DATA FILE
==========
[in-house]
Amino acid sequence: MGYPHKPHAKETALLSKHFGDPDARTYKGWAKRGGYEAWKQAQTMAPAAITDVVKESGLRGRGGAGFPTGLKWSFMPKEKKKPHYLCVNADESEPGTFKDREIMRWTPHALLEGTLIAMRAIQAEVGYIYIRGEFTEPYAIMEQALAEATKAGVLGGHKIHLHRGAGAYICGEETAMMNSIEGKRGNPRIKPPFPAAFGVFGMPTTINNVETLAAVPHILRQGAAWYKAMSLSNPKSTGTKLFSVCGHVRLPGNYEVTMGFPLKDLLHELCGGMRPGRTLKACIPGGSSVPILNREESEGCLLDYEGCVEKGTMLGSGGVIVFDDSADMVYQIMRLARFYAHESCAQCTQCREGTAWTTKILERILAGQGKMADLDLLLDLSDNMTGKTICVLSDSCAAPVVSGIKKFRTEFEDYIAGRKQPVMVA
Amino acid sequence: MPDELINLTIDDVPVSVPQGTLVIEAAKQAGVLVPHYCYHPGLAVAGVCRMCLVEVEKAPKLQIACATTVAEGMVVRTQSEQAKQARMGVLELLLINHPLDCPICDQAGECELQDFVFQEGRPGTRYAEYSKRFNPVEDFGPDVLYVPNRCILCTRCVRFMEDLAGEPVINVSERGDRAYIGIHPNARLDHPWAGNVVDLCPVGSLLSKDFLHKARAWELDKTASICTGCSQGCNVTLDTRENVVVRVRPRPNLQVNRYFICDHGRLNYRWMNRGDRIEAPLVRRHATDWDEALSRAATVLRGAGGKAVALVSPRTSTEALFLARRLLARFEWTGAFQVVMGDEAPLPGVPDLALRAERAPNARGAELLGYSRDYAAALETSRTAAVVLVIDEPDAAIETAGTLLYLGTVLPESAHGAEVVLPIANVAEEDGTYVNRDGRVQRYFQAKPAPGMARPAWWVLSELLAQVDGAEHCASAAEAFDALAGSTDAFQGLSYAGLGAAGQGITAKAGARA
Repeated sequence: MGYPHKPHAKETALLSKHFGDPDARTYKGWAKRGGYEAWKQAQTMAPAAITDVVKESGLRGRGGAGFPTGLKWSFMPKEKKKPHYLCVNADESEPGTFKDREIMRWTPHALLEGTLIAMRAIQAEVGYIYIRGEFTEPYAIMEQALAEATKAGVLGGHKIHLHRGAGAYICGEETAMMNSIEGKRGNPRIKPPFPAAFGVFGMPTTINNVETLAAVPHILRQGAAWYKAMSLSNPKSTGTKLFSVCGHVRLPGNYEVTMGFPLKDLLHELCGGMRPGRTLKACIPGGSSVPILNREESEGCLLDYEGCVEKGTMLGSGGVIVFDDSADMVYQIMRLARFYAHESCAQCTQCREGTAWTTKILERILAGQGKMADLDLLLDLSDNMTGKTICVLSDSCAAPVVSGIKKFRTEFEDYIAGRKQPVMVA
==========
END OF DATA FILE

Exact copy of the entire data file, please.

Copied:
[in-house]
Amino acid sequence: MGYPHKPHAKETALLSKHFGDPDARTYKGWAKRGGYEAWKQAQTMAPAAITDVVKESGLRGRGGAGFPTGLKWSFMPKEKKKPHYLCVNADESEPGTFKDREIMRWTPHALLEGTLIAMRAIQAEVGYIYIRGEFTEPYAIMEQALAEATKAGVLGGHKIHLHRGAGAYICGEETAMMNSIEGKRGNPRIKPPFPAAFGVFGMPTTINNVETLAAVPHILRQGAAWYKAMSLSNPKSTGTKLFSVCGHVRLPGNYEVTMGFPLKDLLHELCGGMRPGRTLKACIPGGSSVPILNREESEGCLLDYEGCVEKGTMLGSGGVIVFDDSADMVYQIMRLARFYAHESCAQCTQCREGTAWTTKILERILAGQGKMADLDLLLDLSDNMTGKTICVLSDSCAAPVVSGIKKFRTEFEDYIAGRKQPVMVA
Amino acid sequence: MPDELINLTIDDVPVSVPQGTLVIEAAKQAGVLVPHYCYHPGLAVAGVCRMCLVEVEKAPKLQIACATTVAEGMVVRTQSEQAKQARMGVLELLLINHPLDCPICDQAGECELQDFVFQEGRPGTRYAEYSKRFNPVEDFGPDVLYVPNRCILCTRCVRFMEDLAGEPVINVSERGDRAYIGIHPNARLDHPWAGNVVDLCPVGSLLSKDFLHKARAWELDKTASICTGCSQGCNVTLDTRENVVVRVRPRPNLQVNRYFICDHGRLNYRWMNRGDRIEAPLVRRHATDWDEALSRAATVLRGAGGKAVALVSPRTSTEALFLARRLLARFEWTGAFQVVMGDEAPLPGVPDLALRAERAPNARGAELLGYSRDYAAALETSRTAAVVLVIDEPDAAIETAGTLLYLGTVLPESAHGAEVVLPIANVAEEDGTYVNRDGRVQRYFQAKPAPGMARPAWWVLSELLAQVDGAEHCASAAEAFDALAGSTDAFQGLSYAGLGAAGQGITAKAGARA
Repeated sequence: MGYPHKPHAKETALLSKHFGDPDARTYKGWAKRGGYEAWKQAQTMAPAAITDVVKESGLRGRGGAGFPTGLKWSFMPKEKKKPHYLCVNADESEPGTFKDREIMRWTPHALLEGTLIAMRAIQAEVGYIYIRGEFTEPYAIMEQALAEATKAGVLGGHKIHLHRGAGAYICGEETAMMNSIEGKRGNPRIKPPFPAAFGVFGMPTTINNVETLAAVPHILRQGAAWYKAMSLSNPKSTGTKLFSVCGHVRLPGNYEVTMGFPLKDLLHELCGGMRPGRTLKACIPGGSSVPILNREESEGCLLDYEGCVEKGTMLGSGGVIVFDDSADMVYQIMRLARFYAHESCAQCTQCREGTAWTTKILERILAGQGKMADLDLLLDLSDNMTGKTICVLSDSCAAPVVSGIKKFRTEFEDYIAGRKQPVMVA